Hecker v State of New York

Court of Appeals of New YorkMarch 28, 201320 N.Y.3d 1087987 N.E.2d 636

New York Official Reports
20 N.Y.3d 1087, 987 N.E.2d 636, 965 N.Y.S.2d 75 (Mem), 2013 N.Y. Slip Op. 02105
Kenneth J. Hecker, Appellant
State of New York, Respondent
Court of Appeals of New York
*1 Argued February 7, 2013
Decided March 28, 2013
CITE TITLE AS: Hecker v State of New York
Tones Vaisey, PLLC, Rochester (Jeffrey A. Vaisey of counsel), for appellant.
Kenney Shelton Liptak Nowak LLP, Buffalo (Richard C. Brister of counsel), for respondent.
The order of the Appellate Division should be affirmed with costs.
The issue decided by the Appellate Division—whether the area in which plaintiff *2 suffered his injury was a “floor, passageway [or] walkway” within the meaning of 12 NYCRR 23-1.7 (d)—was not preserved in the Court of Claims, and the Appellate Division's ruling must be deemed an exercise of its interests of justice jurisdiction. We have no power to review either the Appellate Division's exercise of its discretion to reach that issue, or the issue itself (Elezaj v Carlin Constr. Co., 89 NY2d 992, 994-995 [1997]; Brown v City of New York, 60 NY2d 893 [1983]; Feinberg v Saks & Co., 56 NY2d 206, 210-211 [1982]; Domino v Mercurio, 13 NY2d 922, 923 [1963]).
Smith, J. (concurring). The rule the Court's memorandum opinion relies on is supported by precedent, and I acquiesce, on constraint of that precedent, in the application of the rule to this case. I add this concurrence to explain why I think that the rule is a bad one, and that we should be prepared to reconsider it in a future case.
The decisions cited in the memorandum opinion hold that, where the Appellate Division chooses, in the exercise of its interests of justice jurisdiction, to decide an issue of law that was not preserved in the trial court, we may not review either (1) the Appellate Division's exercise of its discretion in deciding to reach the issue or (2) the issue itself. The first of these restrictions on our power follows from CPLR 5501 (b), which says that, with exceptions not relevant here, “[t]he court of appeals shall review questions of law only.” The second restriction does not follow from any statute, does not make sense, and sometimes—as in this case—rewards a party for failing to preserve a legal issue.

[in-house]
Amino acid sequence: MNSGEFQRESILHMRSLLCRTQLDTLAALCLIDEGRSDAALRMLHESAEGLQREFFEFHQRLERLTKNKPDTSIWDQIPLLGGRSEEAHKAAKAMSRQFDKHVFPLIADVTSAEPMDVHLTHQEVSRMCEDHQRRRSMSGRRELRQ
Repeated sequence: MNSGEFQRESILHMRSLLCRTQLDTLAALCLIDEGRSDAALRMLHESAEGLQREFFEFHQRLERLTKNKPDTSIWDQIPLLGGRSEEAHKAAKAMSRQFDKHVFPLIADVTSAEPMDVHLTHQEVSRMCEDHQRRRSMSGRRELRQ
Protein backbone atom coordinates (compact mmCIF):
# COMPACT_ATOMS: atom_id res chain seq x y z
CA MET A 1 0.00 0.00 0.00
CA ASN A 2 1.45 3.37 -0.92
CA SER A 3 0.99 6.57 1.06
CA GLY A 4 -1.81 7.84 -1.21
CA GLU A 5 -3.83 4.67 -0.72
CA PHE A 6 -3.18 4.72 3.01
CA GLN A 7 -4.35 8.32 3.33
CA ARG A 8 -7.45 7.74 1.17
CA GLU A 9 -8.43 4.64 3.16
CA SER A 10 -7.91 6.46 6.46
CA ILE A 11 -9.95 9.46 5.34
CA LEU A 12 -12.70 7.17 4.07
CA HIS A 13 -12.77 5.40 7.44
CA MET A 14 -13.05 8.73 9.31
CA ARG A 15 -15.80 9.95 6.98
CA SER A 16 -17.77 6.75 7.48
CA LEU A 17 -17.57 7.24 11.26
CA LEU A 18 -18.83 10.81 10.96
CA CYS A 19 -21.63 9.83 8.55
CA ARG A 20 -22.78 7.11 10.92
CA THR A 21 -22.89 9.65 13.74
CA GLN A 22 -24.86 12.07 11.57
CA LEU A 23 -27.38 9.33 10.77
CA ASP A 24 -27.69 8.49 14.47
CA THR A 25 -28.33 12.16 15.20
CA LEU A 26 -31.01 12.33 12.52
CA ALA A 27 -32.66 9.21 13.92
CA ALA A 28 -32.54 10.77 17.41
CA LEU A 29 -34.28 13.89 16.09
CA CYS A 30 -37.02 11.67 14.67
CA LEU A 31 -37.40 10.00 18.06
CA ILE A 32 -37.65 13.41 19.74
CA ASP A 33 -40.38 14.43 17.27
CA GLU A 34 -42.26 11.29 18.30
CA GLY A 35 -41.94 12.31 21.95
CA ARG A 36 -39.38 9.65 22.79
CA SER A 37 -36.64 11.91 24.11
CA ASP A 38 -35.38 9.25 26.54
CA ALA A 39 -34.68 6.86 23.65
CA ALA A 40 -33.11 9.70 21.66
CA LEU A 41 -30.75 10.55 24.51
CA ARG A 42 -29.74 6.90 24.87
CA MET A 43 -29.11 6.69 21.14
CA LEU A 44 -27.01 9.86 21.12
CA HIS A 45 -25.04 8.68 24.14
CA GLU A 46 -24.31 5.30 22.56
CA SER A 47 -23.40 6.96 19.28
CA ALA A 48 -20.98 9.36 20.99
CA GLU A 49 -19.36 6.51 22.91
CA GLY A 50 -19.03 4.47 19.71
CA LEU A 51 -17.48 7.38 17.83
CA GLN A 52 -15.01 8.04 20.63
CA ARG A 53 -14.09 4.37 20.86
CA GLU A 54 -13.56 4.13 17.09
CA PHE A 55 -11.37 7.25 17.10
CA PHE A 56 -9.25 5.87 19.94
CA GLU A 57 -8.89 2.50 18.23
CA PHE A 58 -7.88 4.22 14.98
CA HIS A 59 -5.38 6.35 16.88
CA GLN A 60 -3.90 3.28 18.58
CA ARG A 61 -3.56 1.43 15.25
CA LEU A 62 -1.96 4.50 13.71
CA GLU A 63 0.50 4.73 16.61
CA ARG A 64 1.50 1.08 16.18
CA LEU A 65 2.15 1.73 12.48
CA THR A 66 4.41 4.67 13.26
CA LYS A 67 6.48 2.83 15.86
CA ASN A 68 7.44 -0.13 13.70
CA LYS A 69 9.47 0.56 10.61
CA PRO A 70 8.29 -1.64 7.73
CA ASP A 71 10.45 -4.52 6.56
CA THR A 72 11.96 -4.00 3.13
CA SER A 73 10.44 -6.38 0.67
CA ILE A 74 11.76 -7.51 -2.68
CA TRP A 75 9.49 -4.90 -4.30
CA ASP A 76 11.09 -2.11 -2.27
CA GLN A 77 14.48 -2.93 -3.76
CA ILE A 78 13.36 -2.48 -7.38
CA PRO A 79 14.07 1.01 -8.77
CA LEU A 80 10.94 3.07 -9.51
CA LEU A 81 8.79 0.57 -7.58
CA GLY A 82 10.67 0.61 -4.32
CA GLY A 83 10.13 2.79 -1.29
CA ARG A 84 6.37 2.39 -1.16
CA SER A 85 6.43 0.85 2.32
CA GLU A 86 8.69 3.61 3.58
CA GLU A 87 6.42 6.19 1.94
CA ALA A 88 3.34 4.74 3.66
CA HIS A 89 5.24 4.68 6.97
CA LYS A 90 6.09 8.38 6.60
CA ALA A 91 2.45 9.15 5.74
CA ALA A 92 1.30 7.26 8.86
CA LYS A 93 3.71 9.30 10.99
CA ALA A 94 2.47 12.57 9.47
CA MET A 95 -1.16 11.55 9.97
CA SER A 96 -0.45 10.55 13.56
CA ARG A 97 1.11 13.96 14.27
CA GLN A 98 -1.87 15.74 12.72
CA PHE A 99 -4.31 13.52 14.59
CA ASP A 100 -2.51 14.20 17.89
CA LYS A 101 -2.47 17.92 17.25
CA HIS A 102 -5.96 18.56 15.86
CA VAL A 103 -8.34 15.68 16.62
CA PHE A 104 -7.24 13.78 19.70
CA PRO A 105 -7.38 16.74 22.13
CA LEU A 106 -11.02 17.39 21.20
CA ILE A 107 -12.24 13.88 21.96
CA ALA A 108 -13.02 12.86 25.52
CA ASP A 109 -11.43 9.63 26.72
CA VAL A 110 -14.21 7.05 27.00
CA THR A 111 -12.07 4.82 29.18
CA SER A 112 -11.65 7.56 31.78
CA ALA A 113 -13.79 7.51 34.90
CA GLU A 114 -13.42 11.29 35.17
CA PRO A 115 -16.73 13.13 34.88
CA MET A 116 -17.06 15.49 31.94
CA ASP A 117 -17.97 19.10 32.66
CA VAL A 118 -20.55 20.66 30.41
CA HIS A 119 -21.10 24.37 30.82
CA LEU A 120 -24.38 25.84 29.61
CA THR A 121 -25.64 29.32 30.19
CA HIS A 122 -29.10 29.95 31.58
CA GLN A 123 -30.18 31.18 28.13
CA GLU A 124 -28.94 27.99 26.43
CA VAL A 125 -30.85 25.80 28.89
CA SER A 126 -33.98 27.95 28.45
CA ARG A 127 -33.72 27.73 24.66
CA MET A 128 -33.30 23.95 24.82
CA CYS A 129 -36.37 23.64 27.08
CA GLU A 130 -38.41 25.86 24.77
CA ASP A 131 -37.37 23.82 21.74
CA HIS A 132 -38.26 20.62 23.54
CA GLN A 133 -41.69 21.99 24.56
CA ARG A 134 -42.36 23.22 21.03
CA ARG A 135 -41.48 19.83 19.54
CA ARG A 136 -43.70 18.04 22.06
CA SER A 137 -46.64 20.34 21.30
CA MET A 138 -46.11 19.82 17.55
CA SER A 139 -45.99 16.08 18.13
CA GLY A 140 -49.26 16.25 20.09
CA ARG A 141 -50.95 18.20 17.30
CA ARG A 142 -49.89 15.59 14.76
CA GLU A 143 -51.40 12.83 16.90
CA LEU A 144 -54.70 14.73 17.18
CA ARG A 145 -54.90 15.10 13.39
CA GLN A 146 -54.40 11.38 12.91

The question of the applicability of 12 NYCRR 23-1.7 (d) to the area where plaintiff suffered his injuries is an issue of law of the sort that CPLR 5501 (b) authorizes us to review. The Appellate Division's unreviewable, discretionary choice to reach the issue does not make the issue itself any less one of law. Nor can I imagine any common sense reason why, if the Appellate Division erred in deciding that issue, we should be powerless to correct the error. None of the cases cited in the memorandum opinion, and no other authority of which I am aware, offers any justification, either in statutory language or in policy, for the conclusion that a legal issue in a civil case is made unreviewable here by the failure to preserve it in the trial court, even when the Appellate Division has chosen to review it.
That conclusion is, no doubt, thought to be a corollary of the fiction that we are jurisdictionally barred from reviewing unpreserved issues—a fiction that, as I have explained elsewhere, we have occasionally stated but do not adhere to with any consistency (see Misicki v Caradonna, 12 NY3d 511, 524-526 [2009, Smith, J., dissenting]). The underlying assumption seems to be that unpreserved questions of law are not questions of law at all, but I have found no *3 civil case in which we have made that assumption explicit. We have occasionally said in criminal cases that unpreserved issues are not issues of law *1089 (e.g. People v Knowles, 88 NY2d 763, 768 n [1996])—a misreading, as Judge Pigott explained in a recent dissenting opinion, of a statute limited to criminal cases, CPL 470.05 (2) (see People v Riley, 19 NY3d 944, 947-949 [2012]). In the civil area, there is not even a misread statute to support the notion that unpreserved issues are somehow not “legal” ones.
Whatever its rationale may be, the rule we follow today produces a bizarre result. It was defendant, the State of New York, that failed to preserve the section 23-1.7 (d) issue. The Appellate Division, exercising its discretion to forgive defendant's oversight, reached the question anyway, decided that the section did not apply, and dismissed the claim. And now in this Court, claimant loses the case—whether he is right or wrong on the merits—because of defendant's neglect. This result is so counterintuitive—and the cases that we find to compel that result so little known—that the parties not only failed to anticipate it, but assumed the rule to be the opposite. The preservation question is hardly mentioned in the briefs, but when it was raised in oral argument, defendant asserted that the issue was preserved, and claimant said that it was not—i.e., each party took the position that was to the advantage of the other. Counsel will understandably scratch their heads when they read today's decision.
Chief Judge Lippman and Judges Graffeo, Read, Smith and Pigott concur; Judge Smith in a separate opinion in which Judge Pigott concurs; Judge Rivera taking no part.
Order affirmed, with costs, in a memorandum.
End of Document